For the first time in medical history, an air drone transported a donor’s lungs quickly and safely between two hospitals.
the flight, that only lasted six minutes, took place on the 25th of September – and made a connection between the Toronto Western Hospital and the Toronto General Hospital.
This innovation in organ transport is very relevant as it has the potential to accelerate the transfer of organs from the donor to the recipient, especially in urban areas.
According to the Toronto Star, the minutes saved on the trip can make a difference between the life or death of patients waiting for a transplant. In these cases, time is still critical to ensure that the organs that will be transplanted remain viable.
Notably, the lungs are one of the most challenging organs with regard to their conservation, since keeping them oxygenated and functional is not an easy task.
As the Toronto Star, 80% of lungs that are donated end up not being used in transplants for this reason.
“This is an important step from both an aviation and a health perspective,” he said. Mikail Cardinal, vice president of program management for organ distribution systems at Unither Bioélectronique, the company responsible for developing the drones, in a statement.
Although the flight only lasted six minutes, Unither Bioélectronique engineers have been working hard on preparing for the short trip over the past 18 months.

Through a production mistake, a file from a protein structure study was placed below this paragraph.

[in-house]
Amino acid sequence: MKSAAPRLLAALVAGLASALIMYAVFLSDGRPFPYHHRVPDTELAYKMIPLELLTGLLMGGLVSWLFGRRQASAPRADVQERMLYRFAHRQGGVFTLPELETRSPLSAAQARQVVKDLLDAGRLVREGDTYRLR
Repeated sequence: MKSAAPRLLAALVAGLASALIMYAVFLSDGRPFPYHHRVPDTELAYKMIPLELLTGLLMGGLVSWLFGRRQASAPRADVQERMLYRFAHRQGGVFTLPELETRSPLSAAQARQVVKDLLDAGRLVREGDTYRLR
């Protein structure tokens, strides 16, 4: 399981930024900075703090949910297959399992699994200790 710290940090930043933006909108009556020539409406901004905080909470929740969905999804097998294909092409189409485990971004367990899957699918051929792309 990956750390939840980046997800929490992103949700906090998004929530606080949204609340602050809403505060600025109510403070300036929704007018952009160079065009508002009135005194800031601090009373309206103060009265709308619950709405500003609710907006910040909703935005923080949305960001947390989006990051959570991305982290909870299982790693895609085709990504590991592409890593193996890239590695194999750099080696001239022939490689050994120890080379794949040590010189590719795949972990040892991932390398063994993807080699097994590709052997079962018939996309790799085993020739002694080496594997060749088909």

For transport, the team created a lightweight carbon fiber container able to withstand changes in elevation, pressure and vibrations. The test flights were carried out with dummy packages, and the container was equipped with a parachute and a GPS system before being declared fit for the trip.
“Very exciting moment”
Shaf Keshavjee, chief surgeon at the University Health Canada Network, eagerly awaited the drone’s arrival.
“Seeing him go over the buildings it was a very emotional moment”, said the doctor, adding that he gave a “sigh of relief” when the drone landed and he could verify that “everything was fine”.
However, the lungs, are not the first organ to ascend to heaven. In 2019, a kidney was delivered by drone in Baltimore, while corneas and a pancreas have also been airlifted.
The team behind the innovation hopes it can pave the way for the delivery of semi-autonomous organs, improving availability and distribution effective organ transplantation.
“With this unique technology, we will one day be able to transport organs with fewer logistical barriers and eliminate the need to transport surgical teams in larger aircraft. Drones can help organs reach the people who need them more quickly and economically,” stresses Unither Bioélectronique.
The company now plans to extend the range of its aircraft, hoping to develop drones that can fly 160 kilometers, and which later reach 320 kilometers.
“Ultimately, we want air drones to deliver lungs, hearts and kidneys across North America,” he said. Martine Rothblatt, CEO of United Therapeutics, the company that controls Unither Bioélectronique.